I'm an inveterate collector of peripherals, gadgets and toys related to PC gaming. I've got dozens each of headphones, mice, controllers, keyboards, etc. I get them to test and try, and sometimes review, but mainly for hands-on experience so I can speak from first-hand knowledge when gaming buddies seek an opinion.
Items I particularly like often get bought in multiples (mainly mice and keyboards) so that I can have the same device on my different gaming machines, and for backup in case I particularly like an item and do not want to find it unavailable in the future should I need another.
I picked up a couple of the new Razer Imperator mice recently to play with. In this case, the new mouse bug reared its head quite by accident. I'd been playing on a machine I built for the G/F, using a Razer Copperhead (a good, if not great mouse, but one I'm very accustomed to for feel) that has had so much use the finish has worn off in many spots.
Playing one night, I noticed a peculiar small sliver of what appeared to be plastic remnants, perhaps from a package she'd opened recently. I fiddled with it, bending and stretching it, folding it, using it as a toothpick, scratching an itch on the inside of my ear canal, and finally tossing it in the trash, a crunched and mangled shadow of its former self. I noticed that night the mouse seemed a bit jerky for my fine aim needs. I realized later that the mouse seemed to be 'grabbing' the mouse pad surface. Peering at the bottom of the mouse, I saw the cause: the back friction foot had come off. My toothpick was a piece of Razer engineering.
It should be noted: I'm amazed the mouse lasted this long and through this much abuse. I'm sure it would have gone several more years. I had removed this foot some time ago to disassemble the mouse and clean it out. After years of abuse, the innards had enough muck to cause some minor issues. A cleaning remedied them. I obviously should have used some glue and not assumed the remaining aged sticky goo would suffice.
Hell hath no fury like a woman gamer whose hardware you have fucked up, to paraphrase Congreve.
Rather than try to find replacement feet for the now out of production mouse, I decided to upgrade her, and get myself a twin to play with myself.
I've had only good experience with the Razer mice, owning pretty much every model sans the ridiculous pimp my mouse editions of the regular line. Never a single failure even under use bordering abusive. So I had no reason to expect any problems out-of-the-box with these new ones.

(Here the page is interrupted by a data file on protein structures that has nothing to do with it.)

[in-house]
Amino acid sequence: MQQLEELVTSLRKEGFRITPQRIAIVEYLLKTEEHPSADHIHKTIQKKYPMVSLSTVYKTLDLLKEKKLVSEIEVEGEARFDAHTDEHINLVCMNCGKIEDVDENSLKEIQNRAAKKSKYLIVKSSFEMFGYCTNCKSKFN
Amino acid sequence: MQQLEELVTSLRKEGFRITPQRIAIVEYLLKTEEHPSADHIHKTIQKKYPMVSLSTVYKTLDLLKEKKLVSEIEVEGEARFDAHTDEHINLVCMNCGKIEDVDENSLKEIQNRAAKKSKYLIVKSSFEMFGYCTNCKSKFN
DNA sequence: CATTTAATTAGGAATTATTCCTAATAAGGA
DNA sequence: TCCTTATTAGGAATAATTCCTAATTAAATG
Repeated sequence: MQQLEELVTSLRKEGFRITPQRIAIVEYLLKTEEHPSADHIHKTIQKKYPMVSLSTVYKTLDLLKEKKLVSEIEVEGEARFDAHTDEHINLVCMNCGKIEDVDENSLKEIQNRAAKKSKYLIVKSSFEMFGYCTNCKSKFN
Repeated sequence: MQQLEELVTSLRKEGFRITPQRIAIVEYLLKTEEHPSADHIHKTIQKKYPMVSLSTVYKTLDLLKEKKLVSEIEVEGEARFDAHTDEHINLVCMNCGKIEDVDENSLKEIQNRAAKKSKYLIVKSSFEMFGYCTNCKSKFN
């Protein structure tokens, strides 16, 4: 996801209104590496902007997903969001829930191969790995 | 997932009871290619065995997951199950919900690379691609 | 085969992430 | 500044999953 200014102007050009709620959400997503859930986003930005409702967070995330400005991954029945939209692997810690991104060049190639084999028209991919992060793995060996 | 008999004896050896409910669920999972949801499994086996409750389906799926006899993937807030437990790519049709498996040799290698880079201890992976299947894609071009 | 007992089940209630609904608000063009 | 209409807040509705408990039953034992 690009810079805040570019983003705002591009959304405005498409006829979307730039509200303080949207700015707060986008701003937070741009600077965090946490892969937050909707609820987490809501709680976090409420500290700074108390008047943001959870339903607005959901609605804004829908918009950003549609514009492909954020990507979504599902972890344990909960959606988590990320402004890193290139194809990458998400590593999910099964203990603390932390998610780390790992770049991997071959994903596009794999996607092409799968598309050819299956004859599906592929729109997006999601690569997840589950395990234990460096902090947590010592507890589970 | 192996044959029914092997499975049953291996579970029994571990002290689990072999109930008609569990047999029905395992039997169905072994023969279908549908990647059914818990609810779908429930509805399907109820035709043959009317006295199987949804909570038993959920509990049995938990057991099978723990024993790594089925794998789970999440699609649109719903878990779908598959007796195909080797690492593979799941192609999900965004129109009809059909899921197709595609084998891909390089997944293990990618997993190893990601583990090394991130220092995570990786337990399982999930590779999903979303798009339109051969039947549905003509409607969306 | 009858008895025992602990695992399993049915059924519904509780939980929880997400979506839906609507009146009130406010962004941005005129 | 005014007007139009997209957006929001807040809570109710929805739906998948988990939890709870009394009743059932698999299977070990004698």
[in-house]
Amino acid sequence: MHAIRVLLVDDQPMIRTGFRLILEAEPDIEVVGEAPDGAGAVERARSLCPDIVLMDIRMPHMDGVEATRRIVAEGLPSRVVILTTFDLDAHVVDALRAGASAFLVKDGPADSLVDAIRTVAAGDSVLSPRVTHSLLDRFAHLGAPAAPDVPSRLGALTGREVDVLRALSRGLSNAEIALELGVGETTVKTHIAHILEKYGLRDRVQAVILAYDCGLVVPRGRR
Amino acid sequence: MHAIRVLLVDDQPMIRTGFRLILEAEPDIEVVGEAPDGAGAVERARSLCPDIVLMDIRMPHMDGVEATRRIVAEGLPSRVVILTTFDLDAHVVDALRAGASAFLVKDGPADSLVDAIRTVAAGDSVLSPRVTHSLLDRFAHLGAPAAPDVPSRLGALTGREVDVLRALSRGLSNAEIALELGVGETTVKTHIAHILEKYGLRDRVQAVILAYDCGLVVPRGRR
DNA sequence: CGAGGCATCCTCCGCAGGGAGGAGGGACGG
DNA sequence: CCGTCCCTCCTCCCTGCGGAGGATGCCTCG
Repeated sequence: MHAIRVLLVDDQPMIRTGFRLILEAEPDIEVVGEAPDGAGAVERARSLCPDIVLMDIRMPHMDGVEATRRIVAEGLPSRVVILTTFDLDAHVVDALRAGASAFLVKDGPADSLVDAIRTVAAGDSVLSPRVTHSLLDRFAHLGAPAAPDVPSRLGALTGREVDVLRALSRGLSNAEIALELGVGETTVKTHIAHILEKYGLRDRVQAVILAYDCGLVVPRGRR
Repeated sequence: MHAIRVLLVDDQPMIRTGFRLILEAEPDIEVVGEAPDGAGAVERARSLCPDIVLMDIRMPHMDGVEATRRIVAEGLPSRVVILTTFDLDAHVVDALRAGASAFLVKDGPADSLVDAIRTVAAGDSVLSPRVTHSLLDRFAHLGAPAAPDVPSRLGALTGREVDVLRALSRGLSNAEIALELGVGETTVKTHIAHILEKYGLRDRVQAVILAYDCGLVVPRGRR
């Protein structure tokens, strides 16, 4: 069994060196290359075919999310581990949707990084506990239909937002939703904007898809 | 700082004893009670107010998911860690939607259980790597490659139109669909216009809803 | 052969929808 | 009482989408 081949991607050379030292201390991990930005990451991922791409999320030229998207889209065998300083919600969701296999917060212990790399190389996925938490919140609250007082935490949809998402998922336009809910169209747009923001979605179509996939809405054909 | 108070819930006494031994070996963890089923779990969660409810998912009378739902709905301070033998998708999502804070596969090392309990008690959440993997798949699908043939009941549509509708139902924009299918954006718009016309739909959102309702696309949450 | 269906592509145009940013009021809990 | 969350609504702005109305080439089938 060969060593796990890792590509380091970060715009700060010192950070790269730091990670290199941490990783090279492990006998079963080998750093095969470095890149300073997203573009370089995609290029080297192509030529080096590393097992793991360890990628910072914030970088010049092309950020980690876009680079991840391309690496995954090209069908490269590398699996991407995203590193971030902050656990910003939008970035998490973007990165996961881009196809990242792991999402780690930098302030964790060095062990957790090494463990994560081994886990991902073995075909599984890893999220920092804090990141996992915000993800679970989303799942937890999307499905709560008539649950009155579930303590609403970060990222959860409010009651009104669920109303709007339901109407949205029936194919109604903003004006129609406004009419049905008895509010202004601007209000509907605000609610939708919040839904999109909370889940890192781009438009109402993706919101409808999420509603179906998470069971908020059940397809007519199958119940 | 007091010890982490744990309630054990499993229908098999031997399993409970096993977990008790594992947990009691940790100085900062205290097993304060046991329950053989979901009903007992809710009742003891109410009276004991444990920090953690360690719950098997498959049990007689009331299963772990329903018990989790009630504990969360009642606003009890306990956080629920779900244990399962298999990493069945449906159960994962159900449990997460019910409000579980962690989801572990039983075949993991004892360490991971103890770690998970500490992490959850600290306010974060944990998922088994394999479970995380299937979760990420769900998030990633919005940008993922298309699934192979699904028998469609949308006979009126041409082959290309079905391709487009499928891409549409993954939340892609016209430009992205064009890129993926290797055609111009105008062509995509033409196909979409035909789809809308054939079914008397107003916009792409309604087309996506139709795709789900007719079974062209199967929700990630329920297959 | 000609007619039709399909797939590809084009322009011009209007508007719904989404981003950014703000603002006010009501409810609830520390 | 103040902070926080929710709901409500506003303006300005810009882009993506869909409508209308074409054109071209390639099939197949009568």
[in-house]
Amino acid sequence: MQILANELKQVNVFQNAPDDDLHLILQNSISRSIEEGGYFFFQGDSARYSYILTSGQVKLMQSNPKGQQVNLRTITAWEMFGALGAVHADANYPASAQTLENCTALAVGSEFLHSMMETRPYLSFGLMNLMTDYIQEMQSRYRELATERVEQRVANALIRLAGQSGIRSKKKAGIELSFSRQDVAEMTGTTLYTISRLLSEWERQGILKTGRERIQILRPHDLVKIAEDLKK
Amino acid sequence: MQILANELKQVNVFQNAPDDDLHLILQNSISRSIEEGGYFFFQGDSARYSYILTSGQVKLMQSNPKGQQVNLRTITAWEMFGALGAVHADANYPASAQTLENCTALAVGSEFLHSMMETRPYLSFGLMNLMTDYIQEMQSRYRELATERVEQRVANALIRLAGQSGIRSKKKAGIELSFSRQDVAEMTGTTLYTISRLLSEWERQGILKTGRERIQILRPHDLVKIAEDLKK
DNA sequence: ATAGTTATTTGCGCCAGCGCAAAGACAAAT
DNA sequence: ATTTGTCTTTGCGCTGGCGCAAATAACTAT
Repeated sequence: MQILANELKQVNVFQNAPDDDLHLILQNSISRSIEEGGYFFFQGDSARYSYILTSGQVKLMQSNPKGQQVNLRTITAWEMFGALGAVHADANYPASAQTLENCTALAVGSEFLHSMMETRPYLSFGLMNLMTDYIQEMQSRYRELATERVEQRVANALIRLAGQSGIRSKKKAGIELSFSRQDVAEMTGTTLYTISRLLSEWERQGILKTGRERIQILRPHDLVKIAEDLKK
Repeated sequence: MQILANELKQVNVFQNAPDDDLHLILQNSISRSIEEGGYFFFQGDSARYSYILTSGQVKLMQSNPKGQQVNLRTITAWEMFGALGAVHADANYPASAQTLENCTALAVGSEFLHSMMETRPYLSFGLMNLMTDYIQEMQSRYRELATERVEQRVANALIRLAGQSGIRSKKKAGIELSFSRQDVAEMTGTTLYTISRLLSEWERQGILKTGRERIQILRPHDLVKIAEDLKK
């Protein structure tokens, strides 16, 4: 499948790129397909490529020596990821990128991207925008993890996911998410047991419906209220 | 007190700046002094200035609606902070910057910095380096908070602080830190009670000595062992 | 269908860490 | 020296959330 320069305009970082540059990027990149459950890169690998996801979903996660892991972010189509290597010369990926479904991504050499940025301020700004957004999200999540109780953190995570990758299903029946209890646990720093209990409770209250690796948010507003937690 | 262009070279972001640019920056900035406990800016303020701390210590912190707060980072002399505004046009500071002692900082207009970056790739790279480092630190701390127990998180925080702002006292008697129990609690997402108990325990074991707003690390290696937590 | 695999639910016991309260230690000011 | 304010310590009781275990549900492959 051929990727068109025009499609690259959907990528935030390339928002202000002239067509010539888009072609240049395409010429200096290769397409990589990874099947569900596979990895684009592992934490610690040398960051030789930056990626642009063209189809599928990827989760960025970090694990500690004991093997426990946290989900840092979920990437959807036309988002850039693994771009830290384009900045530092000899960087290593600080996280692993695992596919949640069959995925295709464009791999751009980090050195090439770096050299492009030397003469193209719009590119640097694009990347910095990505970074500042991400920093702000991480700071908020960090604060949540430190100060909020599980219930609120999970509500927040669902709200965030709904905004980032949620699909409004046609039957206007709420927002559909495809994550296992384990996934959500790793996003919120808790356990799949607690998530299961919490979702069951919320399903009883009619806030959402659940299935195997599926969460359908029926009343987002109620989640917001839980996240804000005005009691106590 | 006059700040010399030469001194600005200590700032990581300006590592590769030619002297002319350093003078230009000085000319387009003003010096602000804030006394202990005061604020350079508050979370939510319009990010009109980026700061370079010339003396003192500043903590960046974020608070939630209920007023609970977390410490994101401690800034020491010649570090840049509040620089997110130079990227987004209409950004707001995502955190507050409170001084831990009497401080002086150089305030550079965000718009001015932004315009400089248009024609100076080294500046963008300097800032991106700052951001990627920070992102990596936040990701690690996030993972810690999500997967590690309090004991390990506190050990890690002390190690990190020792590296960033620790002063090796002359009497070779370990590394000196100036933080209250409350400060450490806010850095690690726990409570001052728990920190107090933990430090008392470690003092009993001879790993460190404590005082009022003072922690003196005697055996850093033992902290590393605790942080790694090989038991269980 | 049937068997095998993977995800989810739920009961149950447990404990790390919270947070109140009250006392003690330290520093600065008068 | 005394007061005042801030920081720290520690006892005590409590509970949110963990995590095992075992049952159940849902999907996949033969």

Razer, like many other vendors, has stopped including media with drivers / control software in the box. Understandable: media adds to the cost, and after release, the media is most likely out of date anyway. So the user guide directs the new owner to the web site to retrieve these things.
And there's the rub.
It appears the Razer web site has been hacked, they are having severe server problems, or their provider is suffering from one or both of the problems: most of the site links in the support / download sections get redirected to nonsense sites. Ugh! No soup for me! Fortunately, I was able to retrieve a copy of an older set of the drivers elsewhere, and get to using the mouse in earnest.
As a mouse, I'm pretty pleased so far. Quite comfortable, very responsive (even my not so game head daughter commented on this aspect), with much improved control software. Changing profiles on-the-fly is speedier than my fingers, making things like a fine aim / sniper mode switch a trifle, with none of the nagging delay and non-response of earlier Razer designs. The sensor works very well, tracking perfectly on the surfaces I tried, with decent lift-off characteristics. I won't bother with a detailed review, those can be found elsewhere, and this is not so much an entry about the mouse, but about customer service.
The lesson to be learned here is simple, vendors:
If you're going to deny the buyer media with basic drivers and other software, and only have these available online, at least provide alternate locations so one is not left wanting when problems occur on your end. The frustration of not being able to take full advantage of a new toy might well put the consumer off of future purchases of your brand.
Media is cheap. Put a friggin' mini-CD, or a tiny flash drive, in the box, FCS!
Better yet, flash is so cheap, why not just load a bit into all of your USB devices, so that the drivers and software "live" in the device, available at first plug-in? You could even make them updatable, so bringing my mouse to a foreign environment is a no-hassle proposition, and I always can have the latest drivers, software, and firmware at hand.